Henri Poincaré

Henri Poincaré


Jules Henri Poincaré was born on 29th April 1854 and died on 17th July 1912. The man is known as being a mathematician, theoretical physicist, philosopher of science and engineer . The French mathematician is also labelled as a ‘polymath ‘and The Last Universalist. He left an impact on pure and applied mathematics along with mathematical physics, and celestial mechanics. The man also brought Poincaré conjecture in limelight for the mathematical community. He was the pioneer in presenting Lorentz transformations in a symmetrical yet modern way. In Physics and Mathematics, the Poincaré group is named in his honour.

Early Life

Henri Poincare was born into a family with widespread influence, his initial neighbourhood was Cité Ducale. His father taught medicine as Professor at the University of Nancy. Poincare’s mother, Eugénie Launois, tended to his needs when he fell ill from diphtheria during his childhood. He studied at the Lycee in Nancy for eleven years, not only did he perform very well in each subject but also won first prizes in a competition which took place amongst top students in Lycees across France. He graduated from there in 1871 with a Bachelors degree in letters and sciences.

Later on

In 1873 he joined École Polytechnique to study mathematics, his first publication was “Démonstration nouvelle des propriétés de l’indicatrice d’une surface” (1874). After graduation he studied at École des Mines, and ended up graduating with an ordinary engineer degree in 1879. He also worked on his doctoral thesis which focused on “differential equations”. The thesis was titled “Sur les propriétés des fonctions définies par les équations différences”, he analyzed their general geometric properties and was the first in doing so. The realization that these equations could determine the solar system’s multiple bodies’ behaviour. In 1879, the great mathematician graduated form the University of Paris. His doctoral advisor was Charles Hermite.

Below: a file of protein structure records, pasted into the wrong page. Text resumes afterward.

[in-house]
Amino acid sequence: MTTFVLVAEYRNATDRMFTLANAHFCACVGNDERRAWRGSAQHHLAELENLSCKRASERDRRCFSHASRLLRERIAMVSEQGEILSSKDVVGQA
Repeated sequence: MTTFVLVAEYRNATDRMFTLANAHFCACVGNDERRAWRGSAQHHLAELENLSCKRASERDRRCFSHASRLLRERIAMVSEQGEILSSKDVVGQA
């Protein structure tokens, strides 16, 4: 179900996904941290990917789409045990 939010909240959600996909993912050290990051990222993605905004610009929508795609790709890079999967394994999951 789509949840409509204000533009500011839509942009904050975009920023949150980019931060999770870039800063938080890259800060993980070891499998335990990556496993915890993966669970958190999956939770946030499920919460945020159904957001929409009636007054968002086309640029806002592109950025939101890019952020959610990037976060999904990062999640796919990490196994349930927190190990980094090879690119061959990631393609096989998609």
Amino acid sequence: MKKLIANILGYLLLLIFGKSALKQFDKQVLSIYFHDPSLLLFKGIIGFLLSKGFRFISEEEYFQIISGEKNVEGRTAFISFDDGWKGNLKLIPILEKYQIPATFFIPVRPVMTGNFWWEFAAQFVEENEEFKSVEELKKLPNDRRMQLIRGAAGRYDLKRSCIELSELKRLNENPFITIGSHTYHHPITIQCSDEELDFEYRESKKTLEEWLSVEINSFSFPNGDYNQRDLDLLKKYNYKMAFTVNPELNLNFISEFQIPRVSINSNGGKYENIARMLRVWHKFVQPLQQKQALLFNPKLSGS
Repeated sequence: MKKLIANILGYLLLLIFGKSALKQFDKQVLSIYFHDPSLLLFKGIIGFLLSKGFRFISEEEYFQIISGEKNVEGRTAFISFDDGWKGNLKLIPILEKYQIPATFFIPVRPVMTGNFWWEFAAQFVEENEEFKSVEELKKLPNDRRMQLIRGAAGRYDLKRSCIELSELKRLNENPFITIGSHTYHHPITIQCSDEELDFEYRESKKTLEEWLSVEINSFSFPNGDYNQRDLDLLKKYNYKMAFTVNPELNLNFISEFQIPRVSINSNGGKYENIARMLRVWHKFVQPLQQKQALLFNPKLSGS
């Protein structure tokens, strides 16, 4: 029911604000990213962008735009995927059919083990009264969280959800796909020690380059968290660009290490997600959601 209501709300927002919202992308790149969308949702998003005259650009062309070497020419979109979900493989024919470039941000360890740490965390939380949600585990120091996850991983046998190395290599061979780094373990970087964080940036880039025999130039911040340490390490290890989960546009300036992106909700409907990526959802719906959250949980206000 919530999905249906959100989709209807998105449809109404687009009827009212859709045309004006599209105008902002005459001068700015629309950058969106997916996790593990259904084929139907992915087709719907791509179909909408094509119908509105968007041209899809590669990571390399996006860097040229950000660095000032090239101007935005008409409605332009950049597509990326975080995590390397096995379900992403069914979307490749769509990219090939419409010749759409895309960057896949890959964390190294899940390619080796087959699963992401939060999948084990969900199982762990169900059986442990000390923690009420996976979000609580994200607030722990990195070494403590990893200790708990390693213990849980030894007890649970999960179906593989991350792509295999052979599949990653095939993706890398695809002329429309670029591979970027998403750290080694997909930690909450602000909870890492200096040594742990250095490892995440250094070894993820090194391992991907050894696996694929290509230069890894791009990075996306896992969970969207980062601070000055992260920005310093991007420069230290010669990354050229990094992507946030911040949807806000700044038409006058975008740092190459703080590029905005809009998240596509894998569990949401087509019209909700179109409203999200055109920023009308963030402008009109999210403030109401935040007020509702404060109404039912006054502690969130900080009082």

Occupations and Achievements

Henri Poincare pursued his contributions to mining mathematics despite the job offer as junior lecturer for mathematics at Caen University. He was an engineer at the Ministry of Public Services (1881-1885). As time passed he became the chief engineer of the Corps de Mines (1893) and was inspector general by 1910. For the remainder of his profession (after 1881) he taught at the University of Paris (the Sorbonne). He chaired the following departments:Physical and Experimental Mechanics, Mathematical Physics and Theory of Probability, and Celestial Mechanics and Astronomy. In 1887, he won a competition related to the King of Sweden which dealt with the three body problem. He got involved in the synchronisation of the world’s time by joining French Bureau des Longitudes in 1893.


He received the following awards: RAS Gold Medal (1900), Sylvester Medal (1901), Matteucci Medal (1905), Bolyai Prize (1905),Bruce Medal (1911).

Personal Details

He married Miss Poulain d’Andecy and they had four children named: Jeanne, Yvonne, Henriette, and Léon. When Poincare was 32 years of age he joined the French Academy of Sciences, later on by 1906 he became its President. He died at the age of 58 years, is buried in the Cemetery of Montparnasse, Paris within the premises of the Poincare family vault.

In conclusion Poincare proved to a mathematician who brought about ideas and analyses in the mathematical world.

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